You can rename any prelogin policy, including the one named "Default." To do so, return to the Prelogin Policy pane and click the "Default" node. Replace the text in the Label field with a name for a prelogin policy that is meaningful to you. For example, you may want to rename it "Secure" to indicate the profile applies to corporate PCs (that is, those that meet the most stringent requirements, as determined by the checks to be inserted). Secure Desktop Manager automatically renames the node in the associated menu.You can then adjust the settings for the prelogin policy accordingly.

Checking for a Registry Key (Microsoft Windows Only)

The prelogin assessment ignores registry key checks if the computer is running Mac OS or Linux.

Insert a check for a specific registry key on a remote computer running a Microsoft Windows operating system, as follows:


Step 1 Choose Prelogin Policy.

Step 2 Determine the position of the registry check to be inserted and click the associated plus sign.

A window prompts you for the type of check to be inserted.

Step 3 Choose Registry Check and click Add.

Secure Desktop Manager inserts the Registry Check node into the window and opens the Registry Check window (Figure 5-2).

Figure 5-2 Registry Check


Tip You can use the value types to be specified in this window as a guide to set up one or more criteria within the remote PC to match those specified for this prelogin policy. For example, you can add a DWORD (double word, an unsigned 32-bit integer) value or string value to a registry key on a remote PC to qualify it for the prelogin policy you are configuring.


Step 4 Assign values to the mandatory attributes in the Registry Check window as follows:

Key Path menu—Choose the hive, the initial directory path to a registry key. The options are as follows:

HKEY_CLASSES_ROOT\
HKEY_CURRENT_USER\
HKEY_LOCAL_MACHINE\
HKEY_USERS\
 
   

Each string references a registry base that stores different information. The HKEY_LOCAL_MACHINE\ path is the most commonly used one because it contains the machine-specific registry files.

Key Path field—Enter the name of the registry key required to be present on or absent from the remote PC.


Caution Do not type quotes in a Registry Key name that includes spaces.

Refer to the subsequent attribute descriptions for examples of Entry Path strings.

Step 5 Click one radio button from the following list and assign the associated values:

Exists—Click if the mere presence of the named registry key on the remote PC is sufficient to match the prelogin policy you are configuring.

EXAMPLE Click Exists if you want to require the following registry key to be present to match a criterion for assigning a prelogin policy:

HKEY_LOCAL_MACHINE\SOFTWARE\<Protective_Software>
 
   

Does not exist—Click if the absence of the named registry key from the remote PC is sufficient to match the prelogin policy you are configuring.

EXAMPLE Click Does not exist if you want to require the following registry key to be absent to match a criterion for assigning a prelogin policy:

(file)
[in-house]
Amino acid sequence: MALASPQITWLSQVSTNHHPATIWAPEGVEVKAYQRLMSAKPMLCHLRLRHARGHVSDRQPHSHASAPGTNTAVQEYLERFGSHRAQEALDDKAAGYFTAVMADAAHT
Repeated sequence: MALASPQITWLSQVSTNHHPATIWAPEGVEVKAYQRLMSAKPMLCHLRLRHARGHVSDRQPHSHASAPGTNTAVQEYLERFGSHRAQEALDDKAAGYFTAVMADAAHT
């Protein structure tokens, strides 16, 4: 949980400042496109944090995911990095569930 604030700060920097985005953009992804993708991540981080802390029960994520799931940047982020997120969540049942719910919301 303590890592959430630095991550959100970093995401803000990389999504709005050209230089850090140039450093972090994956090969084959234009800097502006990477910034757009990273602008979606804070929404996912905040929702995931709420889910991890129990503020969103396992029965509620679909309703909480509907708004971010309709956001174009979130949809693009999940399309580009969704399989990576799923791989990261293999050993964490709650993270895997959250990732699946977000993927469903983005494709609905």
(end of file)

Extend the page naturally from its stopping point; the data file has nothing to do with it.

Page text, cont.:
HKEY_LOCAL_MACHINE\Software\Microsoft\Windows\CurrentVersion\Run\<Evil_SpyWare>
 
   

DWORD value radio button—Click if the registry key includes a "Dword" ("double word," a 32-bit integer) and you want to specify its value as a criterion.

"DWORD" refers to the attribute in the Add/Edit Registry Criterion dialog box. "Dword" refers to the attribute as it appears in the registry key.


Note Use the regedit application, accessed on the Windows command line, to view the Dword value of a registry key, or use it to add a Dword value to the registry key to satisfy the requirement you are configuring.


DWORD value menu—Choose an option (<, <=, =, !=, >, or >=) to specify the relationship of the Dword value of the registry key to the value to be entered to the right.

DWORD value field—Enter a decimal to compare with the Dword value of the registry key on the remote PC.

EXAMPLE Choose greater than or equal to and enter a decimal if you want to require that the following protective software application meet a minimum version requirement:

HKEY_LOCAL_MACHINE\SOFTWARE\<Protective_Software>\Version
 
   

String value radio button—Click if the registry key includes a string and you want to specify its value as a criterion.


Note Use the regedit application, accessed on the Windows command line, to view the String value of a registry key, or use it to add a String value to the registry key to satisfy the requirement you are configuring.


String value menu—Choose one of the following options to specify the relationship of the String value of the registry key to the value to be entered to the right:

contains

matches

differs

String value field—Enter a string to compare with the String value of the registry key on the remote PC.

EXAMPLE Choose matches and enter Active if you want to ensure the following protective software application is active:

HKEY_LOCAL_MACHINE\SOFTWARE\<Protective_Software>\Status
 
   

Case sensitive—Check to require the String value of the registry key on the remote PC to match the case used in the String value field to satisfy the criterion.

Step 6 Click Update.


Checking for a File